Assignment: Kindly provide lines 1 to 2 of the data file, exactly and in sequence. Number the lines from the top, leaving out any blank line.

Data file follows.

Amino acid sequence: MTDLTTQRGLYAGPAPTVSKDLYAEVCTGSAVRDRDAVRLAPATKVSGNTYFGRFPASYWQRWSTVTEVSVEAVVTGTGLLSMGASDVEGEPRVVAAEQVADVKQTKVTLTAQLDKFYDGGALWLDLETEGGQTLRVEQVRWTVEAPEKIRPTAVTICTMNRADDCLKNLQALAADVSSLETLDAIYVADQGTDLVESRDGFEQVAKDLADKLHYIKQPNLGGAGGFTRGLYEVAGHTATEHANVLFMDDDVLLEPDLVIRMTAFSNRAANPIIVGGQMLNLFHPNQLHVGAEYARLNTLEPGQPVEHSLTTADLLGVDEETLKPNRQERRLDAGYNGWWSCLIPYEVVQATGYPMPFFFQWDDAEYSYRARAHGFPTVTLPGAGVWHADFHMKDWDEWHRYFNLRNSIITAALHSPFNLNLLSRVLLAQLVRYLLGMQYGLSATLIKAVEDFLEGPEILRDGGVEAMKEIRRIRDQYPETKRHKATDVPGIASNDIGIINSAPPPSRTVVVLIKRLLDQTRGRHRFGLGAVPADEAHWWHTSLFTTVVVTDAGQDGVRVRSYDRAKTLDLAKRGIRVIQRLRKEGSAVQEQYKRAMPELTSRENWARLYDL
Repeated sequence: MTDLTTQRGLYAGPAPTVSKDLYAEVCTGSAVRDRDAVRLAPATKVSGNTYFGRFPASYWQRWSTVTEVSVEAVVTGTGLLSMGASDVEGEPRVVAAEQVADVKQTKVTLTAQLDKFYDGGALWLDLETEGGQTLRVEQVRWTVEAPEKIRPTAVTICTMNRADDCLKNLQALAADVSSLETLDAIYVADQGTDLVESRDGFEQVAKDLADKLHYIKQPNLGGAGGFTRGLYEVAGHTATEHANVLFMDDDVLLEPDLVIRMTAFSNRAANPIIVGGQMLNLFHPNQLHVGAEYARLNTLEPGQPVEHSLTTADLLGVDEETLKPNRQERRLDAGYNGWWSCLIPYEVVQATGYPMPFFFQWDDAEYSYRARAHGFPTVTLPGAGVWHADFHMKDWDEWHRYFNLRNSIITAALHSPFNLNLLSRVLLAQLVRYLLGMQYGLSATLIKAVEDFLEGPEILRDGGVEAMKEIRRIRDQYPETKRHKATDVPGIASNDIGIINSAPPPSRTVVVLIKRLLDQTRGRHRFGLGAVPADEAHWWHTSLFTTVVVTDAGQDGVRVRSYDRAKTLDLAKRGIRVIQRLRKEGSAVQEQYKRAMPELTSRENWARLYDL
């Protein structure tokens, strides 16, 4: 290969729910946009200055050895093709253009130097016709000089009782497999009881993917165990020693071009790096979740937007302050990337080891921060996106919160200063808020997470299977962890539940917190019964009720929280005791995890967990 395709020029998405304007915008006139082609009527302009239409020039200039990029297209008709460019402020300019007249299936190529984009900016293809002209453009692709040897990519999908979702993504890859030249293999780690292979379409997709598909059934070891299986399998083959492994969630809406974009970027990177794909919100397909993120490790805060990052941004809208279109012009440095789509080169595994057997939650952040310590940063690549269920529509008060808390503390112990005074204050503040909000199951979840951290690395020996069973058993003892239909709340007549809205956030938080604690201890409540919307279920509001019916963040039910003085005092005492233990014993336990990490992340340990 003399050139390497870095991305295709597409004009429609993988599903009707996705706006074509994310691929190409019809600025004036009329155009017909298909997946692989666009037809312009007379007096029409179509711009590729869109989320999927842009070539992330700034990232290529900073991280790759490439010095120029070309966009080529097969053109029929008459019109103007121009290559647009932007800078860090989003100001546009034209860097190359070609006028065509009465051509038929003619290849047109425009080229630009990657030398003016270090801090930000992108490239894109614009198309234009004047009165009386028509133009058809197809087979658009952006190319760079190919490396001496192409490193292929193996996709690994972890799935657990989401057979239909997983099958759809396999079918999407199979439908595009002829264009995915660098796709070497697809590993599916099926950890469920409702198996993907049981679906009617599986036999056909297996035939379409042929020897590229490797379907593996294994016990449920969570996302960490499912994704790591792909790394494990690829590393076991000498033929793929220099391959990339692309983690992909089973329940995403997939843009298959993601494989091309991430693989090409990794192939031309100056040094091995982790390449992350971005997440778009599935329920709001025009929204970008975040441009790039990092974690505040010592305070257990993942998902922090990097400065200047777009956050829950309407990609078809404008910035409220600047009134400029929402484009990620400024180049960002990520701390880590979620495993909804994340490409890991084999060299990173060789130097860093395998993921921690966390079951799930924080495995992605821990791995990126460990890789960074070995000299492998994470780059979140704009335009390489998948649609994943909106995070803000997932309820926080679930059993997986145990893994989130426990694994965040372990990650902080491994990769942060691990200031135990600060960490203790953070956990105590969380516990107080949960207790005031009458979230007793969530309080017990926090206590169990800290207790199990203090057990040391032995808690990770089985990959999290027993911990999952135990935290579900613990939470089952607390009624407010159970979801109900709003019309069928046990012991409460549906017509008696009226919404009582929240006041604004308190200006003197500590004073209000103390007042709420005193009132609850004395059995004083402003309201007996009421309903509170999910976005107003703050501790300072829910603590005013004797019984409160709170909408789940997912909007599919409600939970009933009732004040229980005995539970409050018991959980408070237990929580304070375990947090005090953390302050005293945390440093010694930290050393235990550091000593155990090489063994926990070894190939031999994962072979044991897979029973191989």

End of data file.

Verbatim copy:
Amino acid sequence: MTDLTTQRGLYAGPAPTVSKDLYAEVCTGSAVRDRDAVRLAPATKVSGNTYFGRFPASYWQRWSTVTEVSVEAVVTGTGLLSMGASDVEGEPRVVAAEQVADVKQTKVTLTAQLDKFYDGGALWLDLETEGGQTLRVEQVRWTVEAPEKIRPTAVTICTMNRADDCLKNLQALAADVSSLETLDAIYVADQGTDLVESRDGFEQVAKDLADKLHYIKQPNLGGAGGFTRGLYEVAGHTATEHANVLFMDDDVLLEPDLVIRMTAFSNRAANPIIVGGQMLNLFHPNQLHVGAEYARLNTLEPGQPVEHSLTTADLLGVDEETLKPNRQERRLDAGYNGWWSCLIPYEVVQATGYPMPFFFQWDDAEYSYRARAHGFPTVTLPGAGVWHADFHMKDWDEWHRYFNLRNSIITAALHSPFNLNLLSRVLLAQLVRYLLGMQYGLSATLIKAVEDFLEGPEILRDGGVEAMKEIRRIRDQYPETKRHKATDVPGIASNDIGIINSAPPPSRTVVVLIKRLLDQTRGRHRFGLGAVPADEAHWWHTSLFTTVVVTDAGQDGVRVRSYDRAKTLDLAKRGIRVIQRLRKEGSAVQEQYKRAMPELTSRENWARLYDL
Repeated sequence: MTDLTTQRGLYAGPAPTVSKDLYAEVCTGSAVRDRDAVRLAPATKVSGNTYFGRFPASYWQRWSTVTEVSVEAVVTGTGLLSMGASDVEGEPRVVAAEQVADVKQTKVTLTAQLDKFYDGGALWLDLETEGGQTLRVEQVRWTVEAPEKIRPTAVTICTMNRADDCLKNLQALAADVSSLETLDAIYVADQGTDLVESRDGFEQVAKDLADKLHYIKQPNLGGAGGFTRGLYEVAGHTATEHANVLFMDDDVLLEPDLVIRMTAFSNRAANPIIVGGQMLNLFHPNQLHVGAEYARLNTLEPGQPVEHSLTTADLLGVDEETLKPNRQERRLDAGYNGWWSCLIPYEVVQATGYPMPFFFQWDDAEYSYRARAHGFPTVTLPGAGVWHADFHMKDWDEWHRYFNLRNSIITAALHSPFNLNLLSRVLLAQLVRYLLGMQYGLSATLIKAVEDFLEGPEILRDGGVEAMKEIRRIRDQYPETKRHKATDVPGIASNDIGIINSAPPPSRTVVVLIKRLLDQTRGRHRFGLGAVPADEAHWWHTSLFTTVVVTDAGQDGVRVRSYDRAKTLDLAKRGIRVIQRLRKEGSAVQEQYKRAMPELTSRENWARLYDL